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16:9 in English: Identification: a Four-phase Model


Editor’s introduction

Approximately twelve years ago I first laid eyes on a one-page handout describing identification as consisting of four phases: designation, appeal, participation and internalization (see the original table at the end of the article). The handout was written by my former teacher and now colleague, Richard Raskin, in 1983. I have always admired the clarity, explanatory potential and analytic usefulness of Raskin’s model. Naturally, the literature on the topic has expanded since 1983  - particularly as regards studies with a theoretical base in emotion and cognition studies. A canonic book on identification – or rather engagement – in the cinema was written by Murray Smith and published in 1995 (Engaging Characters). Readers familiar with Smith’s book might find some overlap with terms such as recognition, alignment (and attachment), and allegiance. Raskin carves out the matter in a slightly different fashion – but on that one piece of paper Raskin actually suggested a way of understanding character identification that was precise and brief, yet remarkably nuanced.

Introducing Raskin’s model in various courses on film analysis and media text analysis has certainly had the effect that many of my own students take up Raskin’s taxonomy when analyzing various media texts in their exam papers. However, they have found it awkward to cite an un-published handout. For this reason alone it is due time that Raskin’s thoughts on the matter are presented in proper form. Thus I have asked him to present his model in the form of an article illustrated with examples from specific films.

Jakob Isak Nielsen, editor 16:9


What follows is not an academic paper on identification, replete with references to the literature on the subject. It is based on a one-page table made nearly thirty years ago, in which I proposed viewing identification as an evolving process passing through a sequence of four successive phases. There was no model of that kind in the extensive literature I read at the time, but not having done much research on the subject since 1983, I do not know whether anyone has more recently developed a comparable view of identification. I must have used the one-page overview as a handout in 1999, when Jakob Isak Nielsen, now a distinguished colleague, was a student of mine, and it is entirely as a result of his encouragement that I will now try to flesh out that model with a few concrete examples.


Fig. 1. Anthony Quinn as Alexis Zorba in Zorba the Greek (1964), directed by Michael Cacoyannis.



A character is designated as occupying a special status within the film and as being a potentially appropriate object of identification.

Although there are exceptions to any rule, a fiction film will generally provide – in its opening minutes or even the first few seconds – a signal to the viewer indicating whose story is being told. This is typically done by means of close shots that single out the character for prolonged attention, often but not always combined with narrative devices indicating the admiration or authority the character enjoys. Shots bringing us into the character’s p.o.v. may also be used in this connection, as in our first encounter with Rick (Humphrey Bogart) in Casablanca (1942), in which we see through his eyes as he okays a check before we see his face (fig. 2).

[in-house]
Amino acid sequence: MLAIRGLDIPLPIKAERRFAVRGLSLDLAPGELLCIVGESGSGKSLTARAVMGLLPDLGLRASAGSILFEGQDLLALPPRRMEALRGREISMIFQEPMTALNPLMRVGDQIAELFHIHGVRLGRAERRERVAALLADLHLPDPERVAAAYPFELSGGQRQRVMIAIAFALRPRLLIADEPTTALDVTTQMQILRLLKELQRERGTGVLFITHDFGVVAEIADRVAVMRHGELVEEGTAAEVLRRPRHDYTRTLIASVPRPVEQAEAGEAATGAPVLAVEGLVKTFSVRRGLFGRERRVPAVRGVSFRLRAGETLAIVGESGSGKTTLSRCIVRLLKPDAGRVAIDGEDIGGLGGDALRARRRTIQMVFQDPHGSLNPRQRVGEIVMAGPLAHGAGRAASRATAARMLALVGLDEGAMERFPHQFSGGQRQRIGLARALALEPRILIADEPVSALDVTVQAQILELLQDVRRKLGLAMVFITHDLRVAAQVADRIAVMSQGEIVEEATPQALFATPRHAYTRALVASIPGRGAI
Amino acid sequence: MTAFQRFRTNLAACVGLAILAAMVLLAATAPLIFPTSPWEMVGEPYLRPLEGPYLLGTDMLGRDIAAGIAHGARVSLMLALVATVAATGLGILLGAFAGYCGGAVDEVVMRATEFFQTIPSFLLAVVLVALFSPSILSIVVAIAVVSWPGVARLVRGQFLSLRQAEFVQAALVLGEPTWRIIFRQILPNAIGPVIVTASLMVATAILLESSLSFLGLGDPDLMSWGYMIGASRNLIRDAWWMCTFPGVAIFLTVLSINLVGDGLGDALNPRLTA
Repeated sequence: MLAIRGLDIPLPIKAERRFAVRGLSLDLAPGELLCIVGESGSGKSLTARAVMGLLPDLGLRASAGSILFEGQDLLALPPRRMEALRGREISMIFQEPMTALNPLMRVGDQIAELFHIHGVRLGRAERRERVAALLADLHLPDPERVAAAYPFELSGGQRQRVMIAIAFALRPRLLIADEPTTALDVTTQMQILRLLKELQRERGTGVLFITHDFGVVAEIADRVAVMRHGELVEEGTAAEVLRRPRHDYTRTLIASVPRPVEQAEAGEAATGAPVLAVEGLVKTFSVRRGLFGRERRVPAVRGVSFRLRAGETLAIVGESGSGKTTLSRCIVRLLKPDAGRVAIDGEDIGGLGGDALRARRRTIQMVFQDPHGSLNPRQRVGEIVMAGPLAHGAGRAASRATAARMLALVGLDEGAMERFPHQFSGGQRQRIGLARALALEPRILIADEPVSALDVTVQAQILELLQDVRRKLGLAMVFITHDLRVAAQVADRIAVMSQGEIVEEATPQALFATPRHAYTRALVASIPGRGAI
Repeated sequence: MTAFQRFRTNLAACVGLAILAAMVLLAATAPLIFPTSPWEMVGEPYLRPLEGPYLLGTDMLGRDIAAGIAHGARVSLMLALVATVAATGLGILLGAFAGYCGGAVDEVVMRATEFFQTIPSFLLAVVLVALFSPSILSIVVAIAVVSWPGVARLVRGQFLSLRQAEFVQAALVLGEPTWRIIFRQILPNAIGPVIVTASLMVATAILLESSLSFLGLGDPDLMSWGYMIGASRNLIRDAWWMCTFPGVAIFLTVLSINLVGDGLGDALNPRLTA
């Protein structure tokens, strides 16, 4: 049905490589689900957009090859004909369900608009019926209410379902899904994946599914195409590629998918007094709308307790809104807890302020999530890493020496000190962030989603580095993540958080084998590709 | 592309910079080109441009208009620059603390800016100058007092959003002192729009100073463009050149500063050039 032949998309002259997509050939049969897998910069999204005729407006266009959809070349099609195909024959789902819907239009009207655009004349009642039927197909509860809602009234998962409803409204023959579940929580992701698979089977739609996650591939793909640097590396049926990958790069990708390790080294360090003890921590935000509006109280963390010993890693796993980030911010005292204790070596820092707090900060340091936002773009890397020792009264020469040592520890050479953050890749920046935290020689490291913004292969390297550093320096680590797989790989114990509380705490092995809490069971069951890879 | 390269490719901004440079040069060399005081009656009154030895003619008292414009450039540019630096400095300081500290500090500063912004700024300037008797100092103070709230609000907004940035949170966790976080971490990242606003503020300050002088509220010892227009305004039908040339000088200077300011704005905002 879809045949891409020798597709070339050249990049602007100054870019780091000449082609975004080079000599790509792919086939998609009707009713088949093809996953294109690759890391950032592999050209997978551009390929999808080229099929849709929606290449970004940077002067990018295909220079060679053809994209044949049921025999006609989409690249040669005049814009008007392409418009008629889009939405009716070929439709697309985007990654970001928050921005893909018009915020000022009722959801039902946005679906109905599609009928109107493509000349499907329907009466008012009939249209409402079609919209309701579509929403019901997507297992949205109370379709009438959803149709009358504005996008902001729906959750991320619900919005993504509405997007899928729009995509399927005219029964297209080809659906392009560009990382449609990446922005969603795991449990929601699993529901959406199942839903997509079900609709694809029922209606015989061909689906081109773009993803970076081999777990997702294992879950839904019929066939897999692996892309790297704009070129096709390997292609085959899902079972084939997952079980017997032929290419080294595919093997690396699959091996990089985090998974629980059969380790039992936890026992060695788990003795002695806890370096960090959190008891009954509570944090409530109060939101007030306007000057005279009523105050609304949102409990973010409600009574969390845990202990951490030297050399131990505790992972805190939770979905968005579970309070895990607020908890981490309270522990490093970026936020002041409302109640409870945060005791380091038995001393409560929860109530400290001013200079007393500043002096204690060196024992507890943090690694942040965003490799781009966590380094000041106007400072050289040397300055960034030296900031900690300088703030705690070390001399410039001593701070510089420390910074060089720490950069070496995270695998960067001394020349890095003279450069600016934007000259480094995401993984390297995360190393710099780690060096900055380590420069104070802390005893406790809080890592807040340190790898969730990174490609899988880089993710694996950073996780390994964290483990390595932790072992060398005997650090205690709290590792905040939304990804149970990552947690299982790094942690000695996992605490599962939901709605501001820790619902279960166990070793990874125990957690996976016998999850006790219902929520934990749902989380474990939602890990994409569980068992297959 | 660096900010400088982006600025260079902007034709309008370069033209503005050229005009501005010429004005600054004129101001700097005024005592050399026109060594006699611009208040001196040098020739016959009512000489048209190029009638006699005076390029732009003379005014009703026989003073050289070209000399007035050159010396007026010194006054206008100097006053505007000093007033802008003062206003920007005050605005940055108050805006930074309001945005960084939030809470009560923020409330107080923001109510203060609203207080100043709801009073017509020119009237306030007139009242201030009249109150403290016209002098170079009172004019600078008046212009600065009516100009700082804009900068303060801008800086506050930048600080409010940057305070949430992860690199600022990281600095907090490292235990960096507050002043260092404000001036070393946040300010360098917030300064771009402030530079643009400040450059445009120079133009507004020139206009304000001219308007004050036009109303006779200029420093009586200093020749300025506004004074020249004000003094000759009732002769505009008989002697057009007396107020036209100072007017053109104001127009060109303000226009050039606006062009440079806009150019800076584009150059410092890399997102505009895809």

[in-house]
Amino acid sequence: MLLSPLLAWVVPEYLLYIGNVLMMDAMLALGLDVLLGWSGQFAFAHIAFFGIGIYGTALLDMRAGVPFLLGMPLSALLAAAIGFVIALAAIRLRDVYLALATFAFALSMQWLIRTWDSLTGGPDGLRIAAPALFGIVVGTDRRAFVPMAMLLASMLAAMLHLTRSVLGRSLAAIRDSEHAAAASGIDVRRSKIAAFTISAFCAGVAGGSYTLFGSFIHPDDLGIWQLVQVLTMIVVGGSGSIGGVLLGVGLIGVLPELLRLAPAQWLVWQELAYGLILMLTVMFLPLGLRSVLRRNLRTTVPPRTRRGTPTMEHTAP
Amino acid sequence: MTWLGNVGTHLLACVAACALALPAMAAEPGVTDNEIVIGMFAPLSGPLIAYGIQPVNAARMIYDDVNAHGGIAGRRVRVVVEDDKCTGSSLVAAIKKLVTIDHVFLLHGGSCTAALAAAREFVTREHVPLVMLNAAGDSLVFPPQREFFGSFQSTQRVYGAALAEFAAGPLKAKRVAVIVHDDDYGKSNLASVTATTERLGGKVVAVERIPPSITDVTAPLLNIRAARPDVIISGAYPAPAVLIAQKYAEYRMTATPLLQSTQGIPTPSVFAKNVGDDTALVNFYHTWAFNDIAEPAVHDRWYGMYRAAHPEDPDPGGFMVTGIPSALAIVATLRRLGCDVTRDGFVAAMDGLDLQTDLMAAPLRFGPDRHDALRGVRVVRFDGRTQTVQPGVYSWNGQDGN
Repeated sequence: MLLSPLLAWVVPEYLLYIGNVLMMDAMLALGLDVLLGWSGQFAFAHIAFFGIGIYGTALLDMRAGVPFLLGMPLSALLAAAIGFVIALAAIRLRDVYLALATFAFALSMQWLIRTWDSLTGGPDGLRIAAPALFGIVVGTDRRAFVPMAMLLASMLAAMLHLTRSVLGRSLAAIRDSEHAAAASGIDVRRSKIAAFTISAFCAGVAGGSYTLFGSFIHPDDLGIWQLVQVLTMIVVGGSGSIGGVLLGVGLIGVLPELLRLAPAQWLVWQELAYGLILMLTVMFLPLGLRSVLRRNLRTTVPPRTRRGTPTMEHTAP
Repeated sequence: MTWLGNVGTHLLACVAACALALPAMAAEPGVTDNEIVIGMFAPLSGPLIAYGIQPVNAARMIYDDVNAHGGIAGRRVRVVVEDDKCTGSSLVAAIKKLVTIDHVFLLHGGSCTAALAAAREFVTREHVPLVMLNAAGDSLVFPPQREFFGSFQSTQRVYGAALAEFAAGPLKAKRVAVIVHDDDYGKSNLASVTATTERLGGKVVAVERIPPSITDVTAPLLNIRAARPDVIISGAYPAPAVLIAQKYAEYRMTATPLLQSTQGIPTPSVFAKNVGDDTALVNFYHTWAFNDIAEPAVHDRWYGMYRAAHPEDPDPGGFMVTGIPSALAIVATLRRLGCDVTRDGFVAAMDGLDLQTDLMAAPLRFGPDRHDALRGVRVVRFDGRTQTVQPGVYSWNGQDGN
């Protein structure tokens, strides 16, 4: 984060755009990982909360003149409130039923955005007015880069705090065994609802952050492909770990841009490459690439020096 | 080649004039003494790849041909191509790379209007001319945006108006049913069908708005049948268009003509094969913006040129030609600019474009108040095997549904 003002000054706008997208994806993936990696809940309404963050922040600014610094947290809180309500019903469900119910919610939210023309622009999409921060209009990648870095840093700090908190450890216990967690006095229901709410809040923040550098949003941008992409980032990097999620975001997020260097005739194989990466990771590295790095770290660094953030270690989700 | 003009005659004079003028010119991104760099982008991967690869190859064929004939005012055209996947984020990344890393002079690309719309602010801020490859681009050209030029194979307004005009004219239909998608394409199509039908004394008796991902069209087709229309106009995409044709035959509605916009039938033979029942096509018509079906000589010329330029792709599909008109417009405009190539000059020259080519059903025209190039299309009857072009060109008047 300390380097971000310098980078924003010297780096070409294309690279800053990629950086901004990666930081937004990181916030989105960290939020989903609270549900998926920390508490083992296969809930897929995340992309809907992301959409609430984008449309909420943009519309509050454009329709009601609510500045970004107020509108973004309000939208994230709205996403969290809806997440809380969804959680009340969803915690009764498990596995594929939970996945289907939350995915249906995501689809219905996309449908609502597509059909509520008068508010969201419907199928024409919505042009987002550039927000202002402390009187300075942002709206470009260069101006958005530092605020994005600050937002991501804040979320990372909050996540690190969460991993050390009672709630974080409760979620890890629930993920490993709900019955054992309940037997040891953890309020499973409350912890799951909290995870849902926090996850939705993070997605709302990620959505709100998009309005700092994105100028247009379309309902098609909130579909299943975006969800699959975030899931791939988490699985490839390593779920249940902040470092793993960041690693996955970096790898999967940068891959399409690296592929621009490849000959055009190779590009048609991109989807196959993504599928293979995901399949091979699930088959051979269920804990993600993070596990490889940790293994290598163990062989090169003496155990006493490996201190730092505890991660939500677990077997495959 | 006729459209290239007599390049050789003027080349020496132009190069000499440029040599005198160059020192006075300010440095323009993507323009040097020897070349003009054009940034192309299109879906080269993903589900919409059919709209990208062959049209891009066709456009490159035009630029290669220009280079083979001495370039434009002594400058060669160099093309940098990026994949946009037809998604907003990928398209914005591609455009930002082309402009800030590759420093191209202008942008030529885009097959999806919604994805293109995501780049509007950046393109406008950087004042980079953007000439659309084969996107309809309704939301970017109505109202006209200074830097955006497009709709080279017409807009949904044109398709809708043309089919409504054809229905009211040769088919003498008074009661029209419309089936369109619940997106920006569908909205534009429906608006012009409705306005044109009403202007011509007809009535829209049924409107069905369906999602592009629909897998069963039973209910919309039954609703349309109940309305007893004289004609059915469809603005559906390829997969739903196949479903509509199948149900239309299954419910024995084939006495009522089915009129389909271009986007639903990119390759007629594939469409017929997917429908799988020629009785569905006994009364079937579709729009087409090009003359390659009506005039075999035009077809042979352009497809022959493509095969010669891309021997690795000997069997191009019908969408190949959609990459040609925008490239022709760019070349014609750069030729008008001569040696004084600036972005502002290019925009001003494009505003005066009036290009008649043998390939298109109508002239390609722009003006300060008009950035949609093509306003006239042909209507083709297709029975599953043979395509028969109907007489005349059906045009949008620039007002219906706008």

Often and for obvious reasons, this tagging of the film’s main character also designates the film’s primary object of identification. But the situation is sometimes more complex, for example when the main character undergoes a transformation inspired by another character, as in Zorba the Greek, in which Basil (Alan Bates) learns from Alexis Zorba (Anthony Quinn) how to live his life more fully. Here, Zorba is as much an object for our identification as is Basil, and in the early scene in which Zorba first appears in the film, he is clearly designated as occupying a special status in the film through such means as: a) the shot framing his rugged and searching face in the window-pane of the waiting-room door, when Basil inexplicably senses his presence and turns to look at him; b) the five or six close-ups given to Anthony Quinn, who was clearly allowed to steal the scene for his character with Cacoyannis’ full approval; and c) Basil’s utter fascination with Zorba from the moment he first lays eyes on him.


The character is endowed with qualities capable of fascinating or arousing the sympathy of the viewer.

Zorba’s infectious passion for living life to the fullest, even when his overriding love of life and freedom borders on the irrational, is made irresistibly appealing to the viewer, and such pithy bits of dialogue as this one clearly make their mark:

Zorba: Damn it boss, I like you too much not to say it. You've got everything except one thing: madness! A man needs a little madness, or else...
Basil: Or else?
Zorba: ...he never dares cut the rope and be free.

A character’s embodiment of a striking cluster of values or of attractive or sympathetic qualities is usually a prerequisite for the viewer’s identification with him or her. In a sense, it is actually the values or qualities with which the viewer connects. Student filmmakers often assume incorrectly that identification will take place even if the character designated for that status has not somehow earned or deserved the identification by virtue of the values he or she embodies when interacting with other characters.


Participation can take two distinct but related forms: a) empathic or projective, which involves putting oneself in the character’s position and feeling what the character is presumed to be experiencing; and b) volitional, by which I mean wanting – from one’s own position – the character to obtain the object of his or her desire, to survive threats, to live up to his or her highest potential.


Fig. 2. In Casablanca (1942) we see Rick signing a check before we see his face.